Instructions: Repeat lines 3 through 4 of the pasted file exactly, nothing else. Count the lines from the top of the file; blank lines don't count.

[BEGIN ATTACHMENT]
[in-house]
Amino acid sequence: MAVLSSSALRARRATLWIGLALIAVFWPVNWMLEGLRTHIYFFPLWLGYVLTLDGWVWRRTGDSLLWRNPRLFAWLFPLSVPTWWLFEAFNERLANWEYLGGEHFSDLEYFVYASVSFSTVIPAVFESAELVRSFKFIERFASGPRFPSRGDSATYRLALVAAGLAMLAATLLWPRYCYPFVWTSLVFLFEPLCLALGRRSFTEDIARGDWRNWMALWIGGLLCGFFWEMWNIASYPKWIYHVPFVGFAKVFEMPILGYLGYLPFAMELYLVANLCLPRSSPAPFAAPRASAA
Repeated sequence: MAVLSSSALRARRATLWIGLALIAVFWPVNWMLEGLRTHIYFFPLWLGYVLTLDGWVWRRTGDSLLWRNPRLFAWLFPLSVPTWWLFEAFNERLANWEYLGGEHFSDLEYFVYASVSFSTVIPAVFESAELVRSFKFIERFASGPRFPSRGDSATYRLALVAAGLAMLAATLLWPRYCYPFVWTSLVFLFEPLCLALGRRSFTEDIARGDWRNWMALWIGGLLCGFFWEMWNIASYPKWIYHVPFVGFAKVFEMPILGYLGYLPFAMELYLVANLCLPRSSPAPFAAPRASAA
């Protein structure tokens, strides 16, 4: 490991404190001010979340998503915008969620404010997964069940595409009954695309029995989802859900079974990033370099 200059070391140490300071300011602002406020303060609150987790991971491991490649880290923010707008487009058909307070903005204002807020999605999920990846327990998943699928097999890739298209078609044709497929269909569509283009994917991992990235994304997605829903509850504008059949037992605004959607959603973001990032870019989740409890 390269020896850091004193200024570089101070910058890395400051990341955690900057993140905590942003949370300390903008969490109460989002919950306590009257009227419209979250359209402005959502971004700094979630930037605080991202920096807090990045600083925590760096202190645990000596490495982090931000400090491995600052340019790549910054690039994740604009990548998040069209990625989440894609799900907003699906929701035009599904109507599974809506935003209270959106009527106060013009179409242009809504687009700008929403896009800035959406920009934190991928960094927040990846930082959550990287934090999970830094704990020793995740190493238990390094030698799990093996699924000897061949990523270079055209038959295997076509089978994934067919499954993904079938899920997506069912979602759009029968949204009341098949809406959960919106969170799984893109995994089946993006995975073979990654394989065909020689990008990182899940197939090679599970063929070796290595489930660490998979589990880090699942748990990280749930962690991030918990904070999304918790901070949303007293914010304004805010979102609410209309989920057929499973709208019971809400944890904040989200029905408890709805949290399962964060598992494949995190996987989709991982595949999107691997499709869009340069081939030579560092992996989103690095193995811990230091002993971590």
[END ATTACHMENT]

Repeated sequence: MAVLSSSALRARRATLWIGLALIAVFWPVNWMLEGLRTHIYFFPLWLGYVLTLDGWVWRRTGDSLLWRNPRLFAWLFPLSVPTWWLFEAFNERLANWEYLGGEHFSDLEYFVYASVSFSTVIPAVFESAELVRSFKFIERFASGPRFPSRGDSATYRLALVAAGLAMLAATLLWPRYCYPFVWTSLVFLFEPLCLALGRRSFTEDIARGDWRNWMALWIGGLLCGFFWEMWNIASYPKWIYHVPFVGFAKVFEMPILGYLGYLPFAMELYLVANLCLPRSSPAPFAAPRASAA
């Protein structure tokens, strides 16, 4: 490991404190001010979340998503915008969620404010997964069940595409009954695309029995989802859900079974990033370099 200059070391140490300071300011602002406020303060609150987790991971491991490649880290923010707008487009058909307070903005204002807020999605999920990846327990998943699928097999890739298209078609044709497929269909569509283009994917991992990235994304997605829903509850504008059949037992605004959607959603973001990032870019989740409890 390269020896850091004193200024570089101070910058890395400051990341955690900057993140905590942003949370300390903008969490109460989002919950306590009257009227419209979250359209402005959502971004700094979630930037605080991202920096807090990045600083925590760096202190645990000596490495982090931000400090491995600052340019790549910054690039994740604009990548998040069209990625989440894609799900907003699906929701035009599904109507599974809506935003209270959106009527106060013009179409242009809504687009700008929403896009800035959406920009934190991928960094927040990846930082959550990287934090999970830094704990020793995740190493238990390094030698799990093996699924000897061949990523270079055209038959295997076509089978994934067919499954993904079938899920997506069912979602759009029968949204009341098949809406959960919106969170799984893109995994089946993006995975073979990654394989065909020689990008990182899940197939090679599970063929070796290595489930660490998979589990880090699942748990990280749930962690991030918990904070999304918790901070949303007293914010304004805010979102609410209309989920057929499973709208019971809400944890904040989200029905408890709805949290399962964060598992494949995190996987989709991982595949999107691997499709869009340069081939030579560092992996989103690095193995811990230091002993971590």